Important Specs Overview and Comparison Table
|Speaker Type||powered, 2 way, ported||(<-- same)||(<-- same)||(<-- same)|
|Continuous Power Handling||28 W||(<-- same)||(<-- same)||(<-- same)|
|Peak Power Handling||50 W||(<-- same)||(<-- same)||(<-- same)|
|Max SPL||97 dB||100 dB||100 dB||103 dB|
|Response Range||70 - 20k Hz||60 - 20k Hz||70 - 20k Hz||60 - 20k Hz|
|Wireless||(none)||(none)||Bluetooth 3.0||Bluetooth 3.0|
|Woofer Size||3 in||4 in||4 in||5 in|
|Unit Dimensions (w x d x h)||6 x 6 x 8 in||6 x 7 x 9 in||6 x 7 x 9 in||7 x 9 x 10 in|
|Unit Weight||5 lb||6 lb||6 lb||8 lb|
|Warranty||1 year||(<-- same)||(<-- same)||(<-- same)|
Review and Discussion
Mackie was originally a niche company that focused on affordable studio/professional equipment, but has since been acquired and now produces a variety of residential loudspeakers. The Clear Reference monitor speaker series, released circa 2014, still remains a highly popular and top selling lineup of bookshelf speakers. Despite the “monitor” descriptor, the CR speakers are essentially the same as regular bookshelf speakers as far as we can tell. Maybe they want them to sound more “professional” quality, or something like that.
CR speakers are powered, meaning you don’t need a separate receiver or amp, just plug the main unit in, cross-wire the second speaker, hook up the source via the standard RCA jacks (or pair it with either of the Bluetooth versions), and you’re ready to go. All the necessary cables come included, so you don’t have to worry about separately sold ancillaries.
The CR series uses a 2 way design with a 3/4 inch tweeter and a woofer of varying size, per the comparison table above. Mackie doesn’t specify an efficiency rating (many companies don’t unfortunately) but do specify a max SPL output of around 100 dB. These specs are fairly standard for what you normally expect to get out of near-field bookshelf speakers, and a 27 W ~100 dB speaker is perfectly fine in a computer or other such desktop setting, but will probably fall short in a full fledged home theater set up. They’re not designed for that anyhow, and if you want to go that route you’re probably better off with a traditional 2.1 set up with a receiver and passive speakers. A nice additional feature is a built in selector switch to designate either speaker as the right or left position, so you don’t have to worry about the wall outlet or source being near enough a particular side for cable management to work.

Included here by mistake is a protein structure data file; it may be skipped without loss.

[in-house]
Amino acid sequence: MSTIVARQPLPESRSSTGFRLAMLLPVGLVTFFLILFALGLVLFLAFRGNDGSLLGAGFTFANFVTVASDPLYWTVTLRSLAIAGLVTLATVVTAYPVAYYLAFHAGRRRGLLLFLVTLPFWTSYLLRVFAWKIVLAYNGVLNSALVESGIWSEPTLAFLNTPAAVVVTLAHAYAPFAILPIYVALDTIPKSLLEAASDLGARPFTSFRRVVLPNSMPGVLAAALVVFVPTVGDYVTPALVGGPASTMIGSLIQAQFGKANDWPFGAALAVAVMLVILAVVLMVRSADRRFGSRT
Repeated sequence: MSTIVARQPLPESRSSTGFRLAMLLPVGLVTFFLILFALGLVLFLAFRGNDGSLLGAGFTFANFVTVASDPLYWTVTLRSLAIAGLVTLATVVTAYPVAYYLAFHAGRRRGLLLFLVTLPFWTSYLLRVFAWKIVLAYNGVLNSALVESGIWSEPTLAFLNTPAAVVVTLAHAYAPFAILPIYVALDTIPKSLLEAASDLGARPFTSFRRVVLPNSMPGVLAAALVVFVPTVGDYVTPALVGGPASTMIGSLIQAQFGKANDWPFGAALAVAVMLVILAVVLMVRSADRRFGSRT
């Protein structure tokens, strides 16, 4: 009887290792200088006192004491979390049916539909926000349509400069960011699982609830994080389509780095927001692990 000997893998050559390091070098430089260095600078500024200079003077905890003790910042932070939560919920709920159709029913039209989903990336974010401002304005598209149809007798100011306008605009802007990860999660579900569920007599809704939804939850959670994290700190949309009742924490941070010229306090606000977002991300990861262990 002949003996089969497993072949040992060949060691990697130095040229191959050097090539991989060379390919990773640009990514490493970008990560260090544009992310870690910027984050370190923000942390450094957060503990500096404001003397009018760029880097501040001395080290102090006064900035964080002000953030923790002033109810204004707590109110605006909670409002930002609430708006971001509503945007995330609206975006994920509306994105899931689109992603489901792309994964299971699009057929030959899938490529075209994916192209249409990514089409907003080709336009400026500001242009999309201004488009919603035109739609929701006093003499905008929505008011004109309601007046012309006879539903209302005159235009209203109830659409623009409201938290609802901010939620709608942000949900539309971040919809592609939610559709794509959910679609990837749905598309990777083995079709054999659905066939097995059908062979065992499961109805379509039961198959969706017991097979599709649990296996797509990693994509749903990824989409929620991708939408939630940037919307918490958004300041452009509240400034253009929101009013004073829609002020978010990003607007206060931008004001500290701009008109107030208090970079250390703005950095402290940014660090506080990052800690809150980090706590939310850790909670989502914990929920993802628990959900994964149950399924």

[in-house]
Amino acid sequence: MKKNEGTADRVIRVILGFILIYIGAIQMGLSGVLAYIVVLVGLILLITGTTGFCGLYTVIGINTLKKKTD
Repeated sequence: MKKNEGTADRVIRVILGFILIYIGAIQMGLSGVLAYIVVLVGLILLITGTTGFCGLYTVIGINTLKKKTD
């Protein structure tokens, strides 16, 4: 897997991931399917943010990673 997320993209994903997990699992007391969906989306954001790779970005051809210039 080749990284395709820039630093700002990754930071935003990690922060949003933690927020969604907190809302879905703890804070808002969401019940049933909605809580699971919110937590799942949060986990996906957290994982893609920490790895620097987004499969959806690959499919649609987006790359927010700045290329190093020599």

The design is pretty plain, par for the course for budget-tier bookshelf speakers. We think the green driver trim is horrendous, but many people probably don’t care about such things. Mackie offers a 1 year warranty on it’s CR lineup, which is pretty bare minimum but also fairly standard for budget-tier bookshelf speakers.
One thing worth mentioning: we’ve seen multiple users report the selector switch malfunctioning on the 3 inch CR3 unit (we presume any manufacturing defect would exist on any of the others too). Two users within the warranty reportedly getting prompt support and replacements, which is reassuring, but one other who was past the warranty did not, despite claiming a defective manufacturing flaw should entitle him to one anyhow.
Our Overall Take, As Compared To The Competition
These are perfectly decent speakers for the price, and many users reportedly love the sound, but it’s hard to recommend these with the looming possibility of the selector switch failing. It’s possible they’ve changed the build since the original release, but not likely.
Besides that, Edifier makes a wide variety of comparable and equally popular powered bookshelf speakers that have a longer 2 year warranty, don’t have reported manufacturing flaws, and look a whole lot better, in our opinion at least.
If you’re looking for actual home theater speakers as opposed to near field desktop speakers, then we wouldn’t recommend powered bookshelf speakers at all – you’ll get much better performance and value for your dollars with passive speakers, a receiver, and optionally a subwoofer.